Last weekend I climbed into a matatu, rode three hours to Mbrara and then rode three more hours to Kasese for my friend Bailey’s wedding.
Bailey is a fellow Peace Corps Volunteer who had been seeing Julius for a little over a year when they decided to get married. They officially got married on Friday afternoon, while I was still on the Mbrara-Kasese road. Through the tea plantations and lush, green hills of Bushenyi district to driving through Queen Elizabeth National Park, the Mbrara-Kasese highway is an exceptionally beautiful drive. For once, riding for three hours in a matatu wasn’t disgustingly uncomfortable. We even saw some buffalo and impala from the road.
The reception was held on Saturday night and we spent much of the morning and afternoon cooking and baking for the party. We cooked cakes, garlic bread, spaghetti sauce, icing (for the cakes – no icing in a can here!), rice, Irish potatoes, beans, and pasta. Long day!
We partied until late at night – enjoying several bottles of wine, dancing, cake, and the gorgeous views of Kasese town and the Rwenzori Mountains.
Saturday’s cooking mood carried over to Monday. I had bookmarked this pita recipe in the Peace Corps Uganda cookbook since I received it. Pita bread has always been something I love. I love its little pocket – not quite a hand pie, not quite a sandwich; I love the taste of pita bread; I love its easiness and portability – just fill and go. Before I joined the Peace Corps, however, I never actually considered that I could make my own pita bread; it was just too easy to buy it at the grocery store and keep in the refrigerator. I never realized how insanely easy it is!
I found these gorgeous carrots and radish at the Mbrara market. We can get carrots at my market, but not radishes. And besides. I think carrots are much cuter with the little tops still on. And that’s what matters in produce. Cuteness.
I’ve included this next picture for the sole purpose of making you jealous at my julienning skills. Be jealous. Now. (You do not, however, have to be jealous of how much spare time I obviously have to actually hand julienne this much veggies.)
The hardest part of making pita bread is cooking it. You have to have patience. I’m a fairly impatient person and for the first couple I didn’t let them cook long enough. They never developed the bubble inside that creates the pocket.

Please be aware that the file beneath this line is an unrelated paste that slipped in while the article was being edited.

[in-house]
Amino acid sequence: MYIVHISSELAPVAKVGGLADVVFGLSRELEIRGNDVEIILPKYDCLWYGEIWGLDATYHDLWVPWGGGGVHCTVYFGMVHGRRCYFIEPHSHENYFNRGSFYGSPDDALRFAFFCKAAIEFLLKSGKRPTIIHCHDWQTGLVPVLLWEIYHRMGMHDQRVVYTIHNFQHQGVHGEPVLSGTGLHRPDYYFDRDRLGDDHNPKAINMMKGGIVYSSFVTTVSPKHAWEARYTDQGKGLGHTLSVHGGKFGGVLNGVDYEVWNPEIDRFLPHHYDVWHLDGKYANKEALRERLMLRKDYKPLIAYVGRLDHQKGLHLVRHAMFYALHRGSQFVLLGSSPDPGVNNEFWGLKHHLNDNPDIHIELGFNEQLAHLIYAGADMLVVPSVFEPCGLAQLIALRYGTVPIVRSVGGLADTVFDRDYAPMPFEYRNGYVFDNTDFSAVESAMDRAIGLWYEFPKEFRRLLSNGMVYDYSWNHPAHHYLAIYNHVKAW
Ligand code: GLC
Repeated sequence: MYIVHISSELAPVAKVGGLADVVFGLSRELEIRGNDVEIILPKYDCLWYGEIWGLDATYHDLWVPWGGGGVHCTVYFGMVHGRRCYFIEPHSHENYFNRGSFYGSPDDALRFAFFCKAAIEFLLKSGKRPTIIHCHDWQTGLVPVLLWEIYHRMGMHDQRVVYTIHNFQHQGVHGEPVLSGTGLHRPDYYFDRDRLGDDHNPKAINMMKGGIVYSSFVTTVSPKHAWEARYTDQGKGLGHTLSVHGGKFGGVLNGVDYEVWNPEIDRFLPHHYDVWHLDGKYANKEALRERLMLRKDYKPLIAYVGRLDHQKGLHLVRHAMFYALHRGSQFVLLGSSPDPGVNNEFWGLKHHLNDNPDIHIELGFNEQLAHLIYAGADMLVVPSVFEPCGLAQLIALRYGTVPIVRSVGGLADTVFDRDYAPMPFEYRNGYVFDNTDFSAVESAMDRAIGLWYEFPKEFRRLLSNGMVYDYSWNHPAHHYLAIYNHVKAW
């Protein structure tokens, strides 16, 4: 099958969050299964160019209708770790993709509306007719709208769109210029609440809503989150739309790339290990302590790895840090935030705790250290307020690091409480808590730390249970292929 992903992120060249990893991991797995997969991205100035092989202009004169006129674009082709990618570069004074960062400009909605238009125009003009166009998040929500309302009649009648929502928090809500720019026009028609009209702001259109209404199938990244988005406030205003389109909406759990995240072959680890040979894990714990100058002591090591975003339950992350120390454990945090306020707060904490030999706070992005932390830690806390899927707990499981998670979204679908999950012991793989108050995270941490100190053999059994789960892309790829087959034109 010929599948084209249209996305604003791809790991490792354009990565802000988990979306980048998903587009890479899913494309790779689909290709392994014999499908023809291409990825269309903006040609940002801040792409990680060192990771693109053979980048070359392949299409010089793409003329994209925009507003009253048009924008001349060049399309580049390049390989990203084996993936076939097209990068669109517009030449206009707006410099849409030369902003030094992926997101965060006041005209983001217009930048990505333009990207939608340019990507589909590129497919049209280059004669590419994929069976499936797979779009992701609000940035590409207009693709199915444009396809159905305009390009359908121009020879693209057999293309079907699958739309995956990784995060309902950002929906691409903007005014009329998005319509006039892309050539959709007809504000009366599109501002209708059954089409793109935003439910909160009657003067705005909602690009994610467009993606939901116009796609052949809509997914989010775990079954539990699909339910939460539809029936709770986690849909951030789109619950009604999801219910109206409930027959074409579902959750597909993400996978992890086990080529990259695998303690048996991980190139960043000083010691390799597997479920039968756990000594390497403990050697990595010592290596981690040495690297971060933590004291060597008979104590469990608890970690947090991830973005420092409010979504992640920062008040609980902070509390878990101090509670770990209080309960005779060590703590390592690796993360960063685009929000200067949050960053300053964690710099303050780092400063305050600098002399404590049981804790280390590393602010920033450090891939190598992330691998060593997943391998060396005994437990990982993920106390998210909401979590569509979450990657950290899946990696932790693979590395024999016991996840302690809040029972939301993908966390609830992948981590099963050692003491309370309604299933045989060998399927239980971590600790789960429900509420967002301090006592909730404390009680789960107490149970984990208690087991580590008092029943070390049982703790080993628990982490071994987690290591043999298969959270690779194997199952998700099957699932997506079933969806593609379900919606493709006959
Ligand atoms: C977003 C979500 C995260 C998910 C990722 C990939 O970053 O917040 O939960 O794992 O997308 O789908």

You cook pita bread in an oven, or like me, on the stove top. Within the first 20 – 30 seconds you will begin to see little bubbles appear in the dough and up to a minute later the large bubble will start to form. Don’t flip the pita until you don’t see anymore expansion inside the pita. Then, and only then, can you flip the pita. I ruined many a pita with my impatience. It only takes 2-3 minutes for the pitas too cook, but it’s a long 2-3 minutes when all you’re doing is watching them for signs of inflation!
Pita Bread and Spinach Salad
Pita recipe adapted from the Peace Corps Uganda Cookbook
For the Pita
1 3/4 cups lukewarm water
2 1/4 teaspoon yeast
1 1/2 teaspoon salt
1 Tablespoons sugar
3 to 5 cups flour
Dissolve the yeast in lukewarm water (you need to make sure the water isn’t too hot, as this will kill the yeast, or too cold, which will not activate the yeast) in a medium size bowl. Add the salt and sugar. Let it sit in a warm place for about five minutes. Add 1 cup of flour and beat vigorously with a whisk for 2 – 3 minutes to help develop the gluten.
Add 3 cups of flour (or more if needed) until a thick dough is formed. Flour your hands and knead the dough. Flour a flat surface and remove the dough from the bowl and continue kneading for about eight minutes, folding and turning the dough so that all parts are kneaded evenly, adding more flour whenever teh dough becomes too sticky to handle.
Form the dough into a ball and place in a greased dish to rise. Cover and set for one hour in a warm place.
After the dough has risen, remove it from the bowl and turn out onto a floured surface. Divide the dough into balls approximately the size of pool balls and roll out into thin rounds.
Fry each round on a dry griddle or pan on medium-low heat until puffed up and brown. Flip the pita when a large bubble has filled the center of the pita and the bottom is lightly browned. Fry briefly on the other side only until it browns.
To open, use a fork or a knife to lightly pierce the pita and open the natural cavity inside.
For the Salad
Hard boiled Egg (optional)
Caesar salad dressing (or dressing of your choice)
Wash and rinse the spinach to make sure all grit and dirt is removed. I julienned my veggies, because I like the matchstick shape when stuffing pitas and making veggie sandwiches, but you can cut up the veggies any way you please. The hard boiled egg should be sliced. Once your veggies are ready, spread a layer of dressing on the inside of the pita and begin layering the veggies and egg inside.